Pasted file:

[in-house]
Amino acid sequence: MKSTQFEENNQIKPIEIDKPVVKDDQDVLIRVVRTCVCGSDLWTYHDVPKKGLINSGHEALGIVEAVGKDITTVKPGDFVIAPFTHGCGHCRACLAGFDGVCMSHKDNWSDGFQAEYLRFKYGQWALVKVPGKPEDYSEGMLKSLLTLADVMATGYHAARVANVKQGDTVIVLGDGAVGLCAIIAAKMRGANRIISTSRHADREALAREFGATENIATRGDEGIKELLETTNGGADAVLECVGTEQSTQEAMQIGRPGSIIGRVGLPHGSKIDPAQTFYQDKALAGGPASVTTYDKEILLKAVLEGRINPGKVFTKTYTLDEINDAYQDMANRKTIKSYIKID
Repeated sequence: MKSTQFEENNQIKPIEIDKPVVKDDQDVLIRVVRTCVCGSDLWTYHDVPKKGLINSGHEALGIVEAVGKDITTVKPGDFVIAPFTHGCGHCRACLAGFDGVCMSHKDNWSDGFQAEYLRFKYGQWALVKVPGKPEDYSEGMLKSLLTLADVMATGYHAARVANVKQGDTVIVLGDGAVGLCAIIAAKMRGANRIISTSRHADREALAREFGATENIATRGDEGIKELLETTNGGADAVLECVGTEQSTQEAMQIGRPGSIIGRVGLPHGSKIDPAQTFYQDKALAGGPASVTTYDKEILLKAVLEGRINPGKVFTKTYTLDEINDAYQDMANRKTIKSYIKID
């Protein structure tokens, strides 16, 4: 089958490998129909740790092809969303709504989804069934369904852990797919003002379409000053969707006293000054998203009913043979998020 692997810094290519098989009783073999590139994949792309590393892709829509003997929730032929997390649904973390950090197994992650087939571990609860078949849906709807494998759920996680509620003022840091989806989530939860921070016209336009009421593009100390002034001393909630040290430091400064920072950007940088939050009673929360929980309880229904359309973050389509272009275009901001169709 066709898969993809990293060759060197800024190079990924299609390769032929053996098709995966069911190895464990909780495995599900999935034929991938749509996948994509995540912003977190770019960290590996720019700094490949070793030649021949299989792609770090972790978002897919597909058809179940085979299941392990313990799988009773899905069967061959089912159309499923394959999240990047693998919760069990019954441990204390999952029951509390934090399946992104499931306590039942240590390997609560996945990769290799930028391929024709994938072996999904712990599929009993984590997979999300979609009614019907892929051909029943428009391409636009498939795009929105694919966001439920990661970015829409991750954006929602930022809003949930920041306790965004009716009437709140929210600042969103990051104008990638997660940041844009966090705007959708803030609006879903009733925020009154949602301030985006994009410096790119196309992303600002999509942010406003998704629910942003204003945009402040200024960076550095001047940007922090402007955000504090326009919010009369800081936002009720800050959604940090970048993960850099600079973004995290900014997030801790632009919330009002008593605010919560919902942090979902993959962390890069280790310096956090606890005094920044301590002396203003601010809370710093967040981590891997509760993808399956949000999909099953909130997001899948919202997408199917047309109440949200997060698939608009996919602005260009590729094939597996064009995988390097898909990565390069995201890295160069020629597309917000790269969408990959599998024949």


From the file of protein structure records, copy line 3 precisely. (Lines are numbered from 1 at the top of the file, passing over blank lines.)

Repeated sequence: MKSTQFEENNQIKPIEIDKPVVKDDQDVLIRVVRTCVCGSDLWTYHDVPKKGLINSGHEALGIVEAVGKDITTVKPGDFVIAPFTHGCGHCRACLAGFDGVCMSHKDNWSDGFQAEYLRFKYGQWALVKVPGKPEDYSEGMLKSLLTLADVMATGYHAARVANVKQGDTVIVLGDGAVGLCAIIAAKMRGANRIISTSRHADREALAREFGATENIATRGDEGIKELLETTNGGADAVLECVGTEQSTQEAMQIGRPGSIIGRVGLPHGSKIDPAQTFYQDKALAGGPASVTTYDKEILLKAVLEGRINPGKVFTKTYTLDEINDAYQDMANRKTIKSYIKID